Last week’s headlines were all too familiar. The Treasurers of two local youth basketball leagues had stolen about $159,000 from the leagues. The thefts occurred over several years. In both cases, the Treasurers simply wrote checks out of the league accounts to themselves. This story has been repeated too many times over the last several years—in youth sports organizations, Home and School Associations, churches, fire companies, nonprofits, and businesses. The theme is the same—a trusted long time employee or volunteer steals money from the organization by writing checks to their own accounts or for personal expenses.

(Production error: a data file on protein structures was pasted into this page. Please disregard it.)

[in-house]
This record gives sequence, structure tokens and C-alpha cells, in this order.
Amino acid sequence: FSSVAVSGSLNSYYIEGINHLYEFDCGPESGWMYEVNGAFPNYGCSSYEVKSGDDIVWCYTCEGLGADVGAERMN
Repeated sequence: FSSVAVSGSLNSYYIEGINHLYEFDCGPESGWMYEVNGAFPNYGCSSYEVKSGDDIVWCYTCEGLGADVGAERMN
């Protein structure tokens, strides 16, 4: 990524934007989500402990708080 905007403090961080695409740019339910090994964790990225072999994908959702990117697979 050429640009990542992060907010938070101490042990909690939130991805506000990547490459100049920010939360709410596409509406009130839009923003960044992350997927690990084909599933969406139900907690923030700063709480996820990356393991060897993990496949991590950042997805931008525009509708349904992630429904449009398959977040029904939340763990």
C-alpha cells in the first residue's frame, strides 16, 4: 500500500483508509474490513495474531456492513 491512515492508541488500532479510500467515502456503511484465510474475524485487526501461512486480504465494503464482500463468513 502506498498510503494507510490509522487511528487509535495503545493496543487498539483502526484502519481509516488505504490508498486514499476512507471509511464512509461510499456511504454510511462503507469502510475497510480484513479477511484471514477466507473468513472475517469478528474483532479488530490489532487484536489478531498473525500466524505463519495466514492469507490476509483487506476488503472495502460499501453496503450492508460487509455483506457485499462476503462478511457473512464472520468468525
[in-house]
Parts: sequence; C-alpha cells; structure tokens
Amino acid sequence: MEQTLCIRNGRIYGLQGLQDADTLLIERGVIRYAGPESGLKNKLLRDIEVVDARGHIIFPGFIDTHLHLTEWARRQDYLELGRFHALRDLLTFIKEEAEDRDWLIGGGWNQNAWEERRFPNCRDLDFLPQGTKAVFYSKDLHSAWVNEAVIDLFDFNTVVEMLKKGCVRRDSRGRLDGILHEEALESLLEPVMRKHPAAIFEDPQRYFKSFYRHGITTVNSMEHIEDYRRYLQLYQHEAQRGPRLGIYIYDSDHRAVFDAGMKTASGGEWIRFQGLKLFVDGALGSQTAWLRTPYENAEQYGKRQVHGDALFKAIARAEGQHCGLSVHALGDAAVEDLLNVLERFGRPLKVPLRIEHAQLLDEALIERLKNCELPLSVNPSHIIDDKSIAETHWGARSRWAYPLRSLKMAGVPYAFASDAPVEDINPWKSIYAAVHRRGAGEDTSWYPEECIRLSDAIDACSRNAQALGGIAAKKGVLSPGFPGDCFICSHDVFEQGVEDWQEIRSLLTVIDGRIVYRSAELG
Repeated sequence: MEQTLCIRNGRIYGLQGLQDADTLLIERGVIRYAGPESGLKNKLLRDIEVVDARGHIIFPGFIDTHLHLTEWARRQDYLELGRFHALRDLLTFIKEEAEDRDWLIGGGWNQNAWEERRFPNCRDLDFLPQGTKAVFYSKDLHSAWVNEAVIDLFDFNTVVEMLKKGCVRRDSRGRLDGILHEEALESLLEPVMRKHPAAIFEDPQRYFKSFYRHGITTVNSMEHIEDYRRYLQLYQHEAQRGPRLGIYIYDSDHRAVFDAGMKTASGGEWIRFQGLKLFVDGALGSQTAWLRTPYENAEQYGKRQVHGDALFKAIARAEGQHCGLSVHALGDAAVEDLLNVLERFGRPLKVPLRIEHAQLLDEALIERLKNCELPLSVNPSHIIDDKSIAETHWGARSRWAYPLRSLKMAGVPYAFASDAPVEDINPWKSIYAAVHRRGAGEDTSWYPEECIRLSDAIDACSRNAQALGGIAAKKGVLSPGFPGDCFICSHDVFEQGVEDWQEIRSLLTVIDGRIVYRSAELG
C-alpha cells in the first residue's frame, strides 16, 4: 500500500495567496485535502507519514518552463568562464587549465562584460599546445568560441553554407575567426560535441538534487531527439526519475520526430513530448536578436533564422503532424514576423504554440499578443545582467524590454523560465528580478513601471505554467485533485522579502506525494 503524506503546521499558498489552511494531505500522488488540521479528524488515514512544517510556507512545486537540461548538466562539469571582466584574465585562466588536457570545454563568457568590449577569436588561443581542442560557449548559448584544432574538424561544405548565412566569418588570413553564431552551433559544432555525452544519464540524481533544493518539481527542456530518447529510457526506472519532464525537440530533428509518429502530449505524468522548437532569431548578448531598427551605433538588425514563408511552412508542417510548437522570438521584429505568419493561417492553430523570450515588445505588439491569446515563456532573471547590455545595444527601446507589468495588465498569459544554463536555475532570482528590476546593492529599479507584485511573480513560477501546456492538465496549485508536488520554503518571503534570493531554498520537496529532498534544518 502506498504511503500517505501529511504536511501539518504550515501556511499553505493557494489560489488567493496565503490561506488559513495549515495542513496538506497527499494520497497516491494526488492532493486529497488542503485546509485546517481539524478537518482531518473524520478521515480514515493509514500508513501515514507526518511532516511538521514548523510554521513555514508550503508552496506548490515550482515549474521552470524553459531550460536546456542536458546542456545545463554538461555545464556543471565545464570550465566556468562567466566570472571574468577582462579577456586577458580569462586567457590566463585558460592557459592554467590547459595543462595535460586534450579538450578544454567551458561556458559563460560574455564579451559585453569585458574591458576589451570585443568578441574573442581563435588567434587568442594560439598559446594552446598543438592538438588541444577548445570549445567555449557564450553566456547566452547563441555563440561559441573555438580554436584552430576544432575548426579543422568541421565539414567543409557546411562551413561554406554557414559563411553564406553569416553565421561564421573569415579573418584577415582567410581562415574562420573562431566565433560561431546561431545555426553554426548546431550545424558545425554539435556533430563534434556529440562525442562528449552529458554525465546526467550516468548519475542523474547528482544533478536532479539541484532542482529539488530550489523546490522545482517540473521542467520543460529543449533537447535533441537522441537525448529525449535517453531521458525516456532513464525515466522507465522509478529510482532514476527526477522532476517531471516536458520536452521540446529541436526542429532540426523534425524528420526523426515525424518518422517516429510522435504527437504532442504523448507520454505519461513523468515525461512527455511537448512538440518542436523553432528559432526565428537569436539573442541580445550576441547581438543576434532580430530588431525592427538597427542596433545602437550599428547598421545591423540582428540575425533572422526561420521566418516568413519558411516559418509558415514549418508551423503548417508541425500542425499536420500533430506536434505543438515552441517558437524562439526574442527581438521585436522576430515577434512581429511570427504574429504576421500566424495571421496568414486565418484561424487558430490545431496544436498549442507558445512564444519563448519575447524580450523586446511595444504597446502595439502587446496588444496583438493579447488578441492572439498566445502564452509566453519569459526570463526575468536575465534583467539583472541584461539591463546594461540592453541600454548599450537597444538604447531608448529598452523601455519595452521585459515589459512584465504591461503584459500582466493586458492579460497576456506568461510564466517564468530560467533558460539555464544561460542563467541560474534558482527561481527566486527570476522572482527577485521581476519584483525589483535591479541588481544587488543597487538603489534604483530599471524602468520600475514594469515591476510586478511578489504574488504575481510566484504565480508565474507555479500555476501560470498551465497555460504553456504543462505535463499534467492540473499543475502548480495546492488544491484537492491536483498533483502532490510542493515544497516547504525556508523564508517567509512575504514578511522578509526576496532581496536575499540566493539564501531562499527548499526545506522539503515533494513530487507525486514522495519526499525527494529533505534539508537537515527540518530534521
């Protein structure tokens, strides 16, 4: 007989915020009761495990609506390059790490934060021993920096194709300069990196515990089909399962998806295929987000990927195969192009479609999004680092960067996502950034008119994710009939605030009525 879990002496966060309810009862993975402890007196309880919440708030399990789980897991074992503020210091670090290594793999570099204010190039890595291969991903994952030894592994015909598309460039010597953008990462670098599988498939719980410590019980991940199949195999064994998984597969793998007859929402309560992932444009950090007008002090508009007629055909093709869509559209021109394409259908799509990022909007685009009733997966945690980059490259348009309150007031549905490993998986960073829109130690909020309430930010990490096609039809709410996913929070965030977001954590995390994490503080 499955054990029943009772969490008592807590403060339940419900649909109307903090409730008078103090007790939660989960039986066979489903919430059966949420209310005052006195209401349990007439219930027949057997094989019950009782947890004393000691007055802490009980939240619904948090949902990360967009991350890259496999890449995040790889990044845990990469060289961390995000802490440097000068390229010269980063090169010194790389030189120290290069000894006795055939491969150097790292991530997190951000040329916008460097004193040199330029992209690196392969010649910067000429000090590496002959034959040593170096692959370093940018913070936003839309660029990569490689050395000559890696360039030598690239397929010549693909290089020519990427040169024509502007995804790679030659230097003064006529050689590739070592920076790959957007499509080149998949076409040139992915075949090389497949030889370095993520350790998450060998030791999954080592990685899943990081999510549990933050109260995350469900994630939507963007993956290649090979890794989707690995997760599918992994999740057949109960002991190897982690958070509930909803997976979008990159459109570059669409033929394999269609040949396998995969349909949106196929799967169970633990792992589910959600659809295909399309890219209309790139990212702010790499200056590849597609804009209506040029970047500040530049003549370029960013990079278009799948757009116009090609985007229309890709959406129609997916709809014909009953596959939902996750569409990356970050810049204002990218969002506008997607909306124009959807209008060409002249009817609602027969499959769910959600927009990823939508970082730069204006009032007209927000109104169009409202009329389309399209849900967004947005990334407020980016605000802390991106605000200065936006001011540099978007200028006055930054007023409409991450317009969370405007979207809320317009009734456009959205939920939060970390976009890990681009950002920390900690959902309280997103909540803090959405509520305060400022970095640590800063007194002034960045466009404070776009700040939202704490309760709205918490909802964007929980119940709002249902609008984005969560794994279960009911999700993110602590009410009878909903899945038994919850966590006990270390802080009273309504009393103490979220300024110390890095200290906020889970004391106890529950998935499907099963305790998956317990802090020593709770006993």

How could this have been prevented? The rule of two. In any organization, regardless of size or whether it is staffed by volunteers or employees, at least two nonrelated people should be involved in every transaction. What does this look like?
1. If someone writes and signs checks, then someone else receives the bank statements and reviews the canceled checks. Any unusual payee names are questioned. This step alone could have prevented numerous thefts.
2. For special events when cash is collected, there are two volunteers collecting and counting the money. They sign off on the total amount prior to the deposit.
There are numerous other controls but these two alone could reduce the amount and frequency of thefts significantly.